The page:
Loop Protect Port Modes

Ports work in two Loop Protect operational modes.
  • If the port has the partner loop protect as capable then it works in full functional mode.
  • If the port has the partner loop protect as incapable then it works limited functional mode.

In full mode, when RSTP/MSTP BPDUs is received in point-to-point link and the port is designated, a Loop Protect timer is set to 3 times hello time, when this timer expires then port will be moved to blocking state. Limited mode adds a further requirement that the flags field in the BPDU indicates a root role.

Message age expiration and the expiration of the Loop Protect timer are both events for which Loop Protect generates traps and a debug message. In addition, user can configure Loop Protect to forcefully disable port when one or more events occur. When the configured number of events happens within a given window of time, the port will be forced into disable and held there until you manually unlock it.

The following example shows the loop due to the misconfiguration in STP:

The following figure shows that Switch 1 is elected as Root. Switch 2 and Switch 3 elect the root port. Switch3‘s port connected to Switch2 is elected as Alternate port and it is port state is in blocking state.
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Switch 1 Elected as Root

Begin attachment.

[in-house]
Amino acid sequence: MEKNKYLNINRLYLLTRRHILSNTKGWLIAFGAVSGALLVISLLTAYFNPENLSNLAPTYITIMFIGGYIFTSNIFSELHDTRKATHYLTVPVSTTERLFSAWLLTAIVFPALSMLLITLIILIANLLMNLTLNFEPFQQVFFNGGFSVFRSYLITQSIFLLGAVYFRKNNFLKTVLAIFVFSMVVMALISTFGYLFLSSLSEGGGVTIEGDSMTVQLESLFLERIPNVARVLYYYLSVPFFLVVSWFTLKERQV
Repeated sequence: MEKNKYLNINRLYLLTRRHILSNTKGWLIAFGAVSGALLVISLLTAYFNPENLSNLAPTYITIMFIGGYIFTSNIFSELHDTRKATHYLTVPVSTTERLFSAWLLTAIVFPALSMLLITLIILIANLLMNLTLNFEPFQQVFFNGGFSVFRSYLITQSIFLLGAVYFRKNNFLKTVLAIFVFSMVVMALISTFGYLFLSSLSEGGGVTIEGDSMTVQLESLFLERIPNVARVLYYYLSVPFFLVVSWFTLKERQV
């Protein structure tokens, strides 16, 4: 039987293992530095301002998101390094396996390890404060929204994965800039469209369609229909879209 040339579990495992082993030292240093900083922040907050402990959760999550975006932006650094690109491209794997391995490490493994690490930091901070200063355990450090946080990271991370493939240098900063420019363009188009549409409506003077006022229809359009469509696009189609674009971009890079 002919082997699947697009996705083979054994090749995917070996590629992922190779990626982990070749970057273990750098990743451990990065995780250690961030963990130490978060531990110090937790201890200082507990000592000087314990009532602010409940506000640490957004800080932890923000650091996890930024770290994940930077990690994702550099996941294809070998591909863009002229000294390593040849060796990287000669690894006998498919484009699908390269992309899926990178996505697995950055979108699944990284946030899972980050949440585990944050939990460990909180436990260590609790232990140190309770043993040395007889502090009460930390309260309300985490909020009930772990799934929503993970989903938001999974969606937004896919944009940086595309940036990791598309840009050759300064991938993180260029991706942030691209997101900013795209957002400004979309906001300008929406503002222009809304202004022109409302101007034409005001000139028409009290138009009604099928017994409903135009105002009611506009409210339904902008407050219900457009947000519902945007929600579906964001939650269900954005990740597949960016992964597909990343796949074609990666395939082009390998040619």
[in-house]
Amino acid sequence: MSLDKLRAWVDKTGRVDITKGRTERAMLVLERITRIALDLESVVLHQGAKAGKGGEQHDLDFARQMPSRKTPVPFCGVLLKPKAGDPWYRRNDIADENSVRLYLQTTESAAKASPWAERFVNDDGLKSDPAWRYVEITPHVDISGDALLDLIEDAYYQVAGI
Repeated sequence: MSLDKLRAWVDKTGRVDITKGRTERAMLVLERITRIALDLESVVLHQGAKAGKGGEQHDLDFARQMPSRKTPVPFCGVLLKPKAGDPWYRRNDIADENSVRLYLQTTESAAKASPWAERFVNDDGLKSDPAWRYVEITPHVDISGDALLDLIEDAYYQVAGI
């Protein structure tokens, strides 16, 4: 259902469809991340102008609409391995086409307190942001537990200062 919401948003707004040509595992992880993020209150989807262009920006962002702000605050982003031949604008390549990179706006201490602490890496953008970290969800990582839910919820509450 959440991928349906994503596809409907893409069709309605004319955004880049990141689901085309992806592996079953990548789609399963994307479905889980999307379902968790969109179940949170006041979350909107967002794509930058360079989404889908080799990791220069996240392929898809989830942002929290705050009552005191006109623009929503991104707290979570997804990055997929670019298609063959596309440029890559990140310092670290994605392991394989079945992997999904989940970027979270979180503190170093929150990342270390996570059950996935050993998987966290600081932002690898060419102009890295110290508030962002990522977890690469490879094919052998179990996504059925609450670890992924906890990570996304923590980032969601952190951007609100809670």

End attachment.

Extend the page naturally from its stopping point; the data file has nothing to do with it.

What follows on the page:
The next figure shows that if the user accidentally disables the STP on Switch 2 port connected to Switch 3, Switch 2 will stop sending the BDPU to Switch 3 since STP is disabled. Switch 3 assumes that neighbor is down and it changes the port to forwarding state which will eventually create a loop.
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STP Disabled on Switch 2
The last figure shows that, with loop protect enabled switch 3 will not go to forwarding state until it receives a BPDU from switch 2 and the port state will be in discarding state.
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Loop Protect Enabled
When the Loop protect feature is enabled:
  • On a Point-to-point Link, BPDU must be received before going to Forwarding state.
  • If a BPDU timeout occurs on a port, its state becomes DISCARDING until a BPDU is received.
  • When a root or alternate port loses its path to the root bridge due to a message age expiration it takes on the role of designated port. It will not forward traffic until a BPDU is received.
  • When a port is intended to be the designated port in a point-to-point link it constantly proposes and will not forward until a BPDU is received, and will revert to discarding if it fails to get a response.
  • If the partner is not Loop Protect Capable (Alternate Agreement not supported), designated port will not be allowed to forward unless receiving agreements from a port with root role.
  • Legacy Spanning Tree (802.1d) or shared media devices should be connected in a non-redundant fashion to avoid the possibility of looping.

You can enable the port by giving the command enable port port-list.